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Saturday, March 6, 2010

SOUTH PACIFIC, WEST SIDE STORY AND THE ACADEMY AWARDS



Sorry Kenji, this is a super long posting today. It started with a Russian lunch at Firebird with Irvin Barash. They have over 200 vodkas, so I had a blue cheese stuffed in olive martini with a salmon caviar blini and borscht. The welcome was great and food terrific, but service a bit uninspired. We talked about a wide range of matters, and further developed our biomethanol and direct methanol fuel cell strategy.


Irvin then rushed me to Lincoln Center for South Pacific. Just as I sat, the lights went out, music began and show started. The movie with Rossano Brazzi, Mitzi Gaynor and France Nuyen (who looks like Pearl) could well still be my favorite film of all time. The backyard of our Kilauea Sugar Company cottage was where the slippery slide scenes were filmed. The stage show was outstanding.


I then went on to dinner at Ruby Foo's and had half a Peking Duck with beer and sake. This was one of the very best such preparations I've ever had. The place was packed with around 300 diners. The noise level was almost unbearable and place frenetic, just the opposite of Firebird, which had all of a dozen customers, all past retirement age. At Ruby's, the average age must have been in the 30's.


Then off to the Palace to see West Side Story, another show which brings back some fond memories from the 1961 movie. There was something less than spectacular about this staging, but no question that the singing was superior to that of the film, which was also true for South Pacific.


As I'm into entertainment today, let me provide my predictions for the Academy Awards tomorrow:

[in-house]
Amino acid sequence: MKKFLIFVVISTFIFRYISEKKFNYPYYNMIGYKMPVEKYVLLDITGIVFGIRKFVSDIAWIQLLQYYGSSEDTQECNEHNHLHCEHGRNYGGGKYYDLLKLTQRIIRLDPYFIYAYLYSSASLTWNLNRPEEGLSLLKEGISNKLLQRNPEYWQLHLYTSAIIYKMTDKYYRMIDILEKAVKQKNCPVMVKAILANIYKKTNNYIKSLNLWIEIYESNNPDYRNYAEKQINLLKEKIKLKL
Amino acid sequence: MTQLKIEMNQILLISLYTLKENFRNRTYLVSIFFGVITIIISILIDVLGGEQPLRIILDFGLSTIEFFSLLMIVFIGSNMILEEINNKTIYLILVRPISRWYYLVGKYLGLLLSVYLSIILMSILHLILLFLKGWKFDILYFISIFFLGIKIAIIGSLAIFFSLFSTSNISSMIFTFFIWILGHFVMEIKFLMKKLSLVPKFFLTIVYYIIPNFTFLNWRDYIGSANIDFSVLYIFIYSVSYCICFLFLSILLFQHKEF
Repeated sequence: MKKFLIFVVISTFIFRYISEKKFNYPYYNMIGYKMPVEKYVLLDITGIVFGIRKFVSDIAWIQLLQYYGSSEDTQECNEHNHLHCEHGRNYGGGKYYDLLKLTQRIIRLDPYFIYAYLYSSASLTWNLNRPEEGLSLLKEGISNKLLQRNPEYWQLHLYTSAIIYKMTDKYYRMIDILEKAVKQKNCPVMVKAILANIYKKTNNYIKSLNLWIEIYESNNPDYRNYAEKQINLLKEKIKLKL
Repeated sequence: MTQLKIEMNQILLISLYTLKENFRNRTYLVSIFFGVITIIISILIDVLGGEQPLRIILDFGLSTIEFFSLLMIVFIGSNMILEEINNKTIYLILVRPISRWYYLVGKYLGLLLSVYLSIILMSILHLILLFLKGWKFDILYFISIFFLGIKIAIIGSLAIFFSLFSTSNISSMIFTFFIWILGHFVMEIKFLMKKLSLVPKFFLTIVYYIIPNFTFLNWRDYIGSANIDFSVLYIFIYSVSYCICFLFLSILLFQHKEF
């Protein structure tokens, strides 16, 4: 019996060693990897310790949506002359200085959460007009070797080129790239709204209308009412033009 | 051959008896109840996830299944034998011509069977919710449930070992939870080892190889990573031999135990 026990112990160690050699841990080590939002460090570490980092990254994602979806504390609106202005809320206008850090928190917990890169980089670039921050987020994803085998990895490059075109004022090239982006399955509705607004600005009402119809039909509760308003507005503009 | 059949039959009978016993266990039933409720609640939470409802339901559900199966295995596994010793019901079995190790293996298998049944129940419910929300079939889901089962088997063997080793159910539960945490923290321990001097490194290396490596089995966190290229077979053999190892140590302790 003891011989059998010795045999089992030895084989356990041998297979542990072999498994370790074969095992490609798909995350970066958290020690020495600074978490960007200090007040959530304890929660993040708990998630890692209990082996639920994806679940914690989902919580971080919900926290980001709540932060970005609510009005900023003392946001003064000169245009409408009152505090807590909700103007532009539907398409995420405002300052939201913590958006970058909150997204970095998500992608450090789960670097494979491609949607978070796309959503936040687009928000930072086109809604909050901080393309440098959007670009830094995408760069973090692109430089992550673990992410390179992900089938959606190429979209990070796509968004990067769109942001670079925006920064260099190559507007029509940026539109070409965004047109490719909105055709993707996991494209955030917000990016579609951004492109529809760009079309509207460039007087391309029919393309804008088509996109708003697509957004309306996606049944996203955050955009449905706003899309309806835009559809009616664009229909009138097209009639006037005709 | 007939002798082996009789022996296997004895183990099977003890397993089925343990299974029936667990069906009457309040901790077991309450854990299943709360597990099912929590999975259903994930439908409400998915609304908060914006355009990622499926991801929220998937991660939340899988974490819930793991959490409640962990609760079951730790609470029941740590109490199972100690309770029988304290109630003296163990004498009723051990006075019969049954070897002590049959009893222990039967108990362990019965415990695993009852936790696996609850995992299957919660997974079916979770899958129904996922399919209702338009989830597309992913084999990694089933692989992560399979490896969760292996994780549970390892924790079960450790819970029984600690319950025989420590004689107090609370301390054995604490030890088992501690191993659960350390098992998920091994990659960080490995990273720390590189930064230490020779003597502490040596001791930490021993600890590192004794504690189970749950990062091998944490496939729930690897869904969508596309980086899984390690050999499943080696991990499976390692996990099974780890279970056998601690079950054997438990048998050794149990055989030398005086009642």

1. I’ve actually seen seven of the ten best film nominations, the first time in something like 70+ years that there have been so many. Usually, as in the other categories, there are five. A toss-up, but, as much as I wasn’t all that excited about Avatar, directed by James Cameron, I suspect it will be the best picture.


2. However, his former wife, Kathryn Bigelow, should get the best director award for The Hurt Locker, a movie that was the most meaningful for me this year because I saw it as Pearl was in intensive care, and the uncertainty about what was happening to her was such that I would have preferred to be on that bomb defusing squad.


3. Best Actor to Jeff Bridges in Crazy Heart, although I loved him in Men Who Stare at Goats, and Best Actress to Sandra Bullock in The Blind Side.


4. The best acting of the past decade was performed by Cristoph Waltz in Inglourious Basterds, but he'll only get the Best Supporting Actor award. Best Supporting Actress to Mo'Nique from Precious.


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Two new countries have entered this site. Welcome #141:

HAITI POPULATION: 9,035,536

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Background